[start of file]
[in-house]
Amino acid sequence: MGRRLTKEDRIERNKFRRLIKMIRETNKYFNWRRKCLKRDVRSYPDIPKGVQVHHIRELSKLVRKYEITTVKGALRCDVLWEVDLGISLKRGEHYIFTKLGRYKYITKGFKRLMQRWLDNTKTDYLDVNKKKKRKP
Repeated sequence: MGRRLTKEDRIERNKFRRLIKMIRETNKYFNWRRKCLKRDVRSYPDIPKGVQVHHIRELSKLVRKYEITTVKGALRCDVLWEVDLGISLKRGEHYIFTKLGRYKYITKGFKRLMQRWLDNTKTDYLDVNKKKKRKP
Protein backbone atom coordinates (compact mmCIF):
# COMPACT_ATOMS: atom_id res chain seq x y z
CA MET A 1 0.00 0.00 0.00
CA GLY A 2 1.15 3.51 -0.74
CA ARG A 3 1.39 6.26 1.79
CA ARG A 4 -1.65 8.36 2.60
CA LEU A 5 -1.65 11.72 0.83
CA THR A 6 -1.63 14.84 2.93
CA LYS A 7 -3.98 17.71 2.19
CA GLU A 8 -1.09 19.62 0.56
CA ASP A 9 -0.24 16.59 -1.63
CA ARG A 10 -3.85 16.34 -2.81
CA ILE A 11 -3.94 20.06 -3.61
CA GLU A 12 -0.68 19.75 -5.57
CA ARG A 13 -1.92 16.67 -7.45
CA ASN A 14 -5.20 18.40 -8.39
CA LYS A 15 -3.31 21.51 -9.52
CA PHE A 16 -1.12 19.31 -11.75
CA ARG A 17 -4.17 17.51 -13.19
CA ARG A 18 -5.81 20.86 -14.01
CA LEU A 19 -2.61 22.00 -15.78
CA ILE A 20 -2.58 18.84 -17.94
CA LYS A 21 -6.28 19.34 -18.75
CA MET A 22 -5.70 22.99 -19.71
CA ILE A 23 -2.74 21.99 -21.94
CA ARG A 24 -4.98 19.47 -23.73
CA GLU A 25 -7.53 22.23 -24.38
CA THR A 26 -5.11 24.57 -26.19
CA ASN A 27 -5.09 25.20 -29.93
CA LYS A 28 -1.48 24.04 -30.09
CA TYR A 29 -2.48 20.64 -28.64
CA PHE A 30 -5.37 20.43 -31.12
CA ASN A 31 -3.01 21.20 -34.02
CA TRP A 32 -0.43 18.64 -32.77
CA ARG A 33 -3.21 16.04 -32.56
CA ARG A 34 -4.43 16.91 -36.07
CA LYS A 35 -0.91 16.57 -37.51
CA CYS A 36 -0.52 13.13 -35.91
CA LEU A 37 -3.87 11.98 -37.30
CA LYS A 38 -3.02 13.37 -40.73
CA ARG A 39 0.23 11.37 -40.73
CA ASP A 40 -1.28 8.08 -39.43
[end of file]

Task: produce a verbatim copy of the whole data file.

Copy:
[in-house]
Amino acid sequence: MGRRLTKEDRIERNKFRRLIKMIRETNKYFNWRRKCLKRDVRSYPDIPKGVQVHHIRELSKLVRKYEITTVKGALRCDVLWEVDLGISLKRGEHYIFTKLGRYKYITKGFKRLMQRWLDNTKTDYLDVNKKKKRKP
Repeated sequence: MGRRLTKEDRIERNKFRRLIKMIRETNKYFNWRRKCLKRDVRSYPDIPKGVQVHHIRELSKLVRKYEITTVKGALRCDVLWEVDLGISLKRGEHYIFTKLGRYKYITKGFKRLMQRWLDNTKTDYLDVNKKKKRKP
Protein backbone atom coordinates (compact mmCIF):
# COMPACT_ATOMS: atom_id res chain seq x y z
CA MET A 1 0.00 0.00 0.00
CA GLY A 2 1.15 3.51 -0.74
CA ARG A 3 1.39 6.26 1.79
CA ARG A 4 -1.65 8.36 2.60
CA LEU A 5 -1.65 11.72 0.83
CA THR A 6 -1.63 14.84 2.93
CA LYS A 7 -3.98 17.71 2.19
CA GLU A 8 -1.09 19.62 0.56
CA ASP A 9 -0.24 16.59 -1.63
CA ARG A 10 -3.85 16.34 -2.81
CA ILE A 11 -3.94 20.06 -3.61
CA GLU A 12 -0.68 19.75 -5.57
CA ARG A 13 -1.92 16.67 -7.45
CA ASN A 14 -5.20 18.40 -8.39
CA LYS A 15 -3.31 21.51 -9.52
CA PHE A 16 -1.12 19.31 -11.75
CA ARG A 17 -4.17 17.51 -13.19
CA ARG A 18 -5.81 20.86 -14.01
CA LEU A 19 -2.61 22.00 -15.78
CA ILE A 20 -2.58 18.84 -17.94
CA LYS A 21 -6.28 19.34 -18.75
CA MET A 22 -5.70 22.99 -19.71
CA ILE A 23 -2.74 21.99 -21.94
CA ARG A 24 -4.98 19.47 -23.73
CA GLU A 25 -7.53 22.23 -24.38
CA THR A 26 -5.11 24.57 -26.19
CA ASN A 27 -5.09 25.20 -29.93
CA LYS A 28 -1.48 24.04 -30.09
CA TYR A 29 -2.48 20.64 -28.64
CA PHE A 30 -5.37 20.43 -31.12
CA ASN A 31 -3.01 21.20 -34.02
CA TRP A 32 -0.43 18.64 -32.77
CA ARG A 33 -3.21 16.04 -32.56
CA ARG A 34 -4.43 16.91 -36.07
CA LYS A 35 -0.91 16.57 -37.51
CA CYS A 36 -0.52 13.13 -35.91
CA LEU A 37 -3.87 11.98 -37.30
CA LYS A 38 -3.02 13.37 -40.73
CA ARG A 39 0.23 11.37 -40.73
CA ASP A 40 -1.28 8.08 -39.43